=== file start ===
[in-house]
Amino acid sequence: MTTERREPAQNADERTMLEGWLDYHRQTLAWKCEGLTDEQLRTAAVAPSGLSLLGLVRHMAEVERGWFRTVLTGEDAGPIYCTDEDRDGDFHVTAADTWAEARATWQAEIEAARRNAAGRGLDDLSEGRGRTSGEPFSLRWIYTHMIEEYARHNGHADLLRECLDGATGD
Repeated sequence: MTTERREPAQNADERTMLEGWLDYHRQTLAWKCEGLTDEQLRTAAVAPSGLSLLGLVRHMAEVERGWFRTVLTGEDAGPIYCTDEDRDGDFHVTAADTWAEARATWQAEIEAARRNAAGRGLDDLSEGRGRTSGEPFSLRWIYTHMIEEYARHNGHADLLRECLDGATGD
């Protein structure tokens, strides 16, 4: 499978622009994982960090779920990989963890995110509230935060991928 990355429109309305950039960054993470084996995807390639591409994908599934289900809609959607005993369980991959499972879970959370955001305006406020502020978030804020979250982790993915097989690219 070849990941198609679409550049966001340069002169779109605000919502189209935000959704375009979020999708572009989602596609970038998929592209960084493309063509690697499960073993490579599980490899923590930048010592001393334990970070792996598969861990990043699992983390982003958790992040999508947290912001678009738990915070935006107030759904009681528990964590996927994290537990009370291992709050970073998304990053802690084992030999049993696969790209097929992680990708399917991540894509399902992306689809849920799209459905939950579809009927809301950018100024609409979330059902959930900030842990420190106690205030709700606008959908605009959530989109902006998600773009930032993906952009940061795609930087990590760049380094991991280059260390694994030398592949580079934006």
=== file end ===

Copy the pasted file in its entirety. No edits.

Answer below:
[in-house]
Amino acid sequence: MTTERREPAQNADERTMLEGWLDYHRQTLAWKCEGLTDEQLRTAAVAPSGLSLLGLVRHMAEVERGWFRTVLTGEDAGPIYCTDEDRDGDFHVTAADTWAEARATWQAEIEAARRNAAGRGLDDLSEGRGRTSGEPFSLRWIYTHMIEEYARHNGHADLLRECLDGATGD
Repeated sequence: MTTERREPAQNADERTMLEGWLDYHRQTLAWKCEGLTDEQLRTAAVAPSGLSLLGLVRHMAEVERGWFRTVLTGEDAGPIYCTDEDRDGDFHVTAADTWAEARATWQAEIEAARRNAAGRGLDDLSEGRGRTSGEPFSLRWIYTHMIEEYARHNGHADLLRECLDGATGD
């Protein structure tokens, strides 16, 4: 499978622009994982960090779920990989963890995110509230935060991928 990355429109309305950039960054993470084996995807390639591409994908599934289900809609959607005993369980991959499972879970959370955001305006406020502020978030804020979250982790993915097989690219 070849990941198609679409550049966001340069002169779109605000919502189209935000959704375009979020999708572009989602596609970038998929592209960084493309063509690697499960073993490579599980490899923590930048010592001393334990970070792996598969861990990043699992983390982003958790992040999508947290912001678009738990915070935006107030759904009681528990964590996927994290537990009370291992709050970073998304990053802690084992030999049993696969790209097929992680990708399917991540894509399902992306689809849920799209459905939950579809009927809301950018100024609409979330059902959930900030842990420190106690205030709700606008959908605009959530989109902006998600773009930032993906952009940061795609930087990590760049380094991991280059260390694994030398592949580079934006």